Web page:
Do writers deserve credit for DGA deal?
The Directors Guild of America has certainly earned the right to preen over having carved out a historic new agreement with the Alliance of Motion Pictures and Television Producers. But do the writers deserve some of the credit for helping the directors get what they want out of their new three-year deal? Some writers are asking whether their crippling 11-week strike provided the necessary level of urgency to convince studio honchos Peter Chernin and Bob Iger to become more intimately involved in the DGA talks — something the moguls didn’t do when the WGA first sat down with the AMPTP in November. That duo’s presence certainly helped cooler heads prevail in the DGA negotiating room, marking a stark contrast to the routine clashes that occurred between the chief negotiators of the AMPTP and the WGA (Nick Counter and David Young) before their talks broke off Dec. 7.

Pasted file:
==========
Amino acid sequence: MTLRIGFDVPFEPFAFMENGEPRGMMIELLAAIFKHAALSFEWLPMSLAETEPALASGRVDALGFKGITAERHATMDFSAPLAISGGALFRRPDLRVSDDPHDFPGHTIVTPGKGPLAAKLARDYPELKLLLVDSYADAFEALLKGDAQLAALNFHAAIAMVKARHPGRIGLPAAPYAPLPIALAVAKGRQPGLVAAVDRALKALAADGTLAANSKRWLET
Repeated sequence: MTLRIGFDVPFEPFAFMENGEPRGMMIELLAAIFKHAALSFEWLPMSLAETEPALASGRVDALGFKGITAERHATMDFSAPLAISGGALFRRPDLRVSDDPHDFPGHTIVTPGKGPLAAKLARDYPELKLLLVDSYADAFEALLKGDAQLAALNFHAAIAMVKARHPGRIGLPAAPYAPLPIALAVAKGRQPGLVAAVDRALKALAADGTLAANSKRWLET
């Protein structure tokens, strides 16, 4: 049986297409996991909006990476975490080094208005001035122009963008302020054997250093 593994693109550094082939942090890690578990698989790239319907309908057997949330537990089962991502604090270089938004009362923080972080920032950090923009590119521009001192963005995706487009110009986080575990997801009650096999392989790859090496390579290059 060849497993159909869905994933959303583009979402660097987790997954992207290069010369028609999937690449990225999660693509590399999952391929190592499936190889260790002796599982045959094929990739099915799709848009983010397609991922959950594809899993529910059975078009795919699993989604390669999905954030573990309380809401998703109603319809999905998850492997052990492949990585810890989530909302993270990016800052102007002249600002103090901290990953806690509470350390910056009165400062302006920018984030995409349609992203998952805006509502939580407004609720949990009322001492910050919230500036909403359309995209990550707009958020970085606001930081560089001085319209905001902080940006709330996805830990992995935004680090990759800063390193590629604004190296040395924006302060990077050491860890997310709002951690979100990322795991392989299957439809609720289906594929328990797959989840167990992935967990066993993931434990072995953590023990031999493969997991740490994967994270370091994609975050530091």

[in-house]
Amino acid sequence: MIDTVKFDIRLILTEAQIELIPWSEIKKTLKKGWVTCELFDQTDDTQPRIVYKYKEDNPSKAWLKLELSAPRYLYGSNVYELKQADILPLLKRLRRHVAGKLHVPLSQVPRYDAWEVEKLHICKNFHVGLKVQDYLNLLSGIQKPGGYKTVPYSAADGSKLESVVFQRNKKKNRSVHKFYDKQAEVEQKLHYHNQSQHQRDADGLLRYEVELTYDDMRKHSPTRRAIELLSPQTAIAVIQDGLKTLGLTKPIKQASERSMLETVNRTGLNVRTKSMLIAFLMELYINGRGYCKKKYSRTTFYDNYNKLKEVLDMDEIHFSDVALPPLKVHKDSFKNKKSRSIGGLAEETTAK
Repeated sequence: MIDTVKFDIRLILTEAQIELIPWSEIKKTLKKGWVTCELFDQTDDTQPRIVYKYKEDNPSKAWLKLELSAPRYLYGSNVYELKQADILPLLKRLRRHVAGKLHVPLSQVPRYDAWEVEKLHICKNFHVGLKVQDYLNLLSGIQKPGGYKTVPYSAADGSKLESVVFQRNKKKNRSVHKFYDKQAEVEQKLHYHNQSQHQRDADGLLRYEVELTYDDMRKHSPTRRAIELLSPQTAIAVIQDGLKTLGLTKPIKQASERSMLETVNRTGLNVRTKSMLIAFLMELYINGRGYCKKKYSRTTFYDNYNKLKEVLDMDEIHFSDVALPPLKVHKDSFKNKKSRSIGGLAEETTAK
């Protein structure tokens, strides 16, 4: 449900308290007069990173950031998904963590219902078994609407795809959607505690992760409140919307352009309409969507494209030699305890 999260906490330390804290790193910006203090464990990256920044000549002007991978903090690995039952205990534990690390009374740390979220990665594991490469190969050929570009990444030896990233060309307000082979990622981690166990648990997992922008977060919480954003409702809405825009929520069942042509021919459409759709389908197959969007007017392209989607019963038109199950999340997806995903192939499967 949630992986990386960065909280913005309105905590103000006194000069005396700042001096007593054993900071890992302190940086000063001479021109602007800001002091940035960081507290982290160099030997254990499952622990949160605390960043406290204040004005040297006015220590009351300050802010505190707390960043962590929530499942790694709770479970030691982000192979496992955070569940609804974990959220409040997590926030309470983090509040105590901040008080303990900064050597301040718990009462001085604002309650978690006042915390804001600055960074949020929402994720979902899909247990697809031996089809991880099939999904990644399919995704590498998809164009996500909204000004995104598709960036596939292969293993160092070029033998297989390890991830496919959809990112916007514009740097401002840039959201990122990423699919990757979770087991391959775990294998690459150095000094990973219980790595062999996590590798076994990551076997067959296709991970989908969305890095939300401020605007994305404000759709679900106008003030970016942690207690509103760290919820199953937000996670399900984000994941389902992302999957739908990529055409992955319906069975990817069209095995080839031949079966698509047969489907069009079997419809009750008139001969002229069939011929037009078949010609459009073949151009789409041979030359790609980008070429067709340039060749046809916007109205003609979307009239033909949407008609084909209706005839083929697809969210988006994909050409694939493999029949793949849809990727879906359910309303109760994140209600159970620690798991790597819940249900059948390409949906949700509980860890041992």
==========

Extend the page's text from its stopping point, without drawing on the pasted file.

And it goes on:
Still, the DGA deserves a tremendous pat on the back for having achieved a swift resolution, says one high-placed source at the conglomerates. For one, the DGA prepared for the talks by commissioning a two-year study on new media that ultimately helped pave the way for negotiating some of the stickier issues, like new residual rates for ad-supported streaming and use of clips on the Internet. The DGA also benefitted from the strong, longterm ties that negotiating committee member Gil Cates has with the companies.
Now it appears Chernin and Iger may play an equally active role in the WGA negotiations. In a joint statement released Thursday, the moguls – along with six other CEOs – seemed to indicate their role will change by saying “we invite the WGA to engage with us in a series of informal discussions similar to the productive process that led us to a deal with the DGA to determine whether there is a reasonable basis for returning to formal bargaining.”